Much has been written about autonomous vehicles—also known as driverless vehicles—in terms of their safety benefits and their projected impact on transportation. It is anticipated that these robocars of the future will be available to the public by 2025, and within a decade will have reduced the need for parking in the U.S. by more than 61 billion square feet. Given such statistics, the effects of autonomous vehicles on urban and suburban development is also a hot topic, especially within the A/E industry. In today’s post, I take a closer look at the subject, along with design strategies that plan for this future decrease in parking demand.
Hedging Against the Megatrends
I personally feel that the potential change in mature metropolitan areas due to autonomous vehicles will not be as disruptive as it will be in smaller, evolving markets because developed mass transit has kept the need for parking relatively low. For many second-tier urban areas, tenants and their brokers are still asking for new space to bring high parking ratios. Moreover, a trend of added density combined with more mobile workers has pushed that ratio higher in recent years. Previously, a ratio of three parking spaces per 1,000 square feet in urban areas and approximately four spaces per 1,000 square feet in suburban areas was common. Today, tenants regularly seek four to five parking spaces per 1,000 square feet. This results in construction of space for parking that rivals the area for lease.
In Tier-II cities, the more extreme dedication of construction to support cars means a potentially enormous lost value in obsolete purpose-built space. The strategies currently being employed generally fall into a couple categories: garage geometry and parking technology. These strategies are aimed at hedging against the results of megatrends such as autonomous vehicles, and preserving the long-term value of real physical investments.
Increasing the levels of a parking structure floor-to-floor may carry some inherent cost, but this strategy has a major impact on how garage space can be repurposed. In fact, Nashville’s building code once encouraged this design approach. Another strategy involves strategically arranging the ramping in a parking garage so that flat areas can be converted into other uses in the future while still allowing the parking circulation to function. A garage can also be designed to allow upper levels, most likely contiguous with occupied space above, to be converted as needed.
Short of converting space, another approach is to push parking below grade where lower utilization will be less apparent in the future. This design strategy, however, results less in retained value and more in hiding lost function.
Lifts are becoming more common as a strategy in terms of increasing capacity while building less permanent structure. For example, when constructing tall floor-to-floor garages to support future conversion, these spaces can incorporate lifts to increase capacity in the near term, and be easily removed in the long term, to reduce capacity and ultimately allow total conversion of use.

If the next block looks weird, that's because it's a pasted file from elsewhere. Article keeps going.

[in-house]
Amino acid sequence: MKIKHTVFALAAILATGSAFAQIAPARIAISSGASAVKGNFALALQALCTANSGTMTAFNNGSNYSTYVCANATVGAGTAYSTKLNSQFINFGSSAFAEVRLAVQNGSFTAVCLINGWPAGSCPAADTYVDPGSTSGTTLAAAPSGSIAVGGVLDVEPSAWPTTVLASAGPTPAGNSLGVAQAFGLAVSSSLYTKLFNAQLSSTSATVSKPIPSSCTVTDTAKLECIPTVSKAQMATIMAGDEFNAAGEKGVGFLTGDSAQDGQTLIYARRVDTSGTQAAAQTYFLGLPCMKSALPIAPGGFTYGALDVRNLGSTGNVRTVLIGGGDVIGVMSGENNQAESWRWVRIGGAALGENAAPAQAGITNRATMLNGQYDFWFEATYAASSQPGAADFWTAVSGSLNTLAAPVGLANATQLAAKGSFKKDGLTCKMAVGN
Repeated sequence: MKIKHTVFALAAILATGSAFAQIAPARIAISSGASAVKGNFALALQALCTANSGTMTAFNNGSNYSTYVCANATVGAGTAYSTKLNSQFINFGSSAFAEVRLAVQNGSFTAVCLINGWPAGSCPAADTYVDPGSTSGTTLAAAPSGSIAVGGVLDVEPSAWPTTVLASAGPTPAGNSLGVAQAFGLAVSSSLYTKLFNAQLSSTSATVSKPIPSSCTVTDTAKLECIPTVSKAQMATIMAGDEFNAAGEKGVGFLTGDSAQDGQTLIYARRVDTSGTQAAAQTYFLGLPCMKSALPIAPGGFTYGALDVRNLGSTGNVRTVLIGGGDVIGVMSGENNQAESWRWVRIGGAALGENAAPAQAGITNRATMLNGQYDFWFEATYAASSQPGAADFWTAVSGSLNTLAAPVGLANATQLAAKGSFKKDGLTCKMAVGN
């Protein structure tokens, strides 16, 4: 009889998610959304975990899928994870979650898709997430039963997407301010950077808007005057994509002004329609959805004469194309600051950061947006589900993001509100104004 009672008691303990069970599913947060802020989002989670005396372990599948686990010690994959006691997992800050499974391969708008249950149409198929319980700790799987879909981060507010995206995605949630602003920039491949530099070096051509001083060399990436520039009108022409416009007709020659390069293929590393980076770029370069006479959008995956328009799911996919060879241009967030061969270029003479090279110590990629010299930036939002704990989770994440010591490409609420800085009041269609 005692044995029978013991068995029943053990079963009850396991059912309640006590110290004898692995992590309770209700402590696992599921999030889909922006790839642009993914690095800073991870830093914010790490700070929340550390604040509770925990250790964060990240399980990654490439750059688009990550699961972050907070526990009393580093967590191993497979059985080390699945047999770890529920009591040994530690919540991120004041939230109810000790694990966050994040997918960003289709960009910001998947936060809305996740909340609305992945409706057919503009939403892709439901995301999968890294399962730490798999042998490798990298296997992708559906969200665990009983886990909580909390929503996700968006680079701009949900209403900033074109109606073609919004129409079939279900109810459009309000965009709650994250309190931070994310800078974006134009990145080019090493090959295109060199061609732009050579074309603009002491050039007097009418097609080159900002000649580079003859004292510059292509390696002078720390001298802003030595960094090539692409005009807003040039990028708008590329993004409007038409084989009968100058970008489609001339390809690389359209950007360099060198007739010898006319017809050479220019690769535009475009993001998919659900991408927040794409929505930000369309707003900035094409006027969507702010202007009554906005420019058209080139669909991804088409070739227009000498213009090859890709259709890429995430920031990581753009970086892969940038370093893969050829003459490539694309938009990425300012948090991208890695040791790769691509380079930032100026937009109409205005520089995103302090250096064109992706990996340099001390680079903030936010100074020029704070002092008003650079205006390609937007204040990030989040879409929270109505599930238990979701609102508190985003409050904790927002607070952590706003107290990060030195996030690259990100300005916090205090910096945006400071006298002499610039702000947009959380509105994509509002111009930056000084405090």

Automated parking systems may not be far behind for some building types, though the maturity and price point of such systems may mean they are not as widely adopted as imagined.
Whether it involves garage geometry or parking technology, all of these strategies bring added cost in the near term. Some business models for development make it difficult to reconcile those near-term costs with the desire to extract a near-term profit. For those who plan to hold their investments longer, these issues should be of serious concern.
Moore is More
Slated for completion in 2020, the 214,00-square-foot Moore Building in Nashville’s Midtown/West End district is a good example of how GS&P designers are planning buildings for the future. The 15-story office tower comprises 9,000 square feet of retail on the first floor, followed by five floors of parking and eight floors of office space. We are currently exploring ideas that would allow the parking to be versatile beyond the garage’s useful life of simply serving as a storage bed for user-driven cars. That versatility also extends to the building’s offset core, which places the elevators, mechanical systems and restrooms to one side of the building as opposed to the center of the structure. This essentially redefines the conventional methodology of a typical office building, with the wide-open planning allowing for flexibility in terms of future interior tenant fit-ups.
Less demand for parking should not be viewed as a trend driver in and of itself, but rather the result of several other trends. We can more clearly see how automation and the advent of services like Uber and Lyft may impact the built environment. However, we cannot see quite as clearly other trends that may create the future utility of this space, which may be driven by factors such as a more mobile workforce, Airbnb properties, the need for housing equity and any number of undetermined influences.
Ultimately, we need to plan for a flexible future and not simply assume we know too much about what that future might be. The built environment is rife with assumptions about futures that did not come to pass.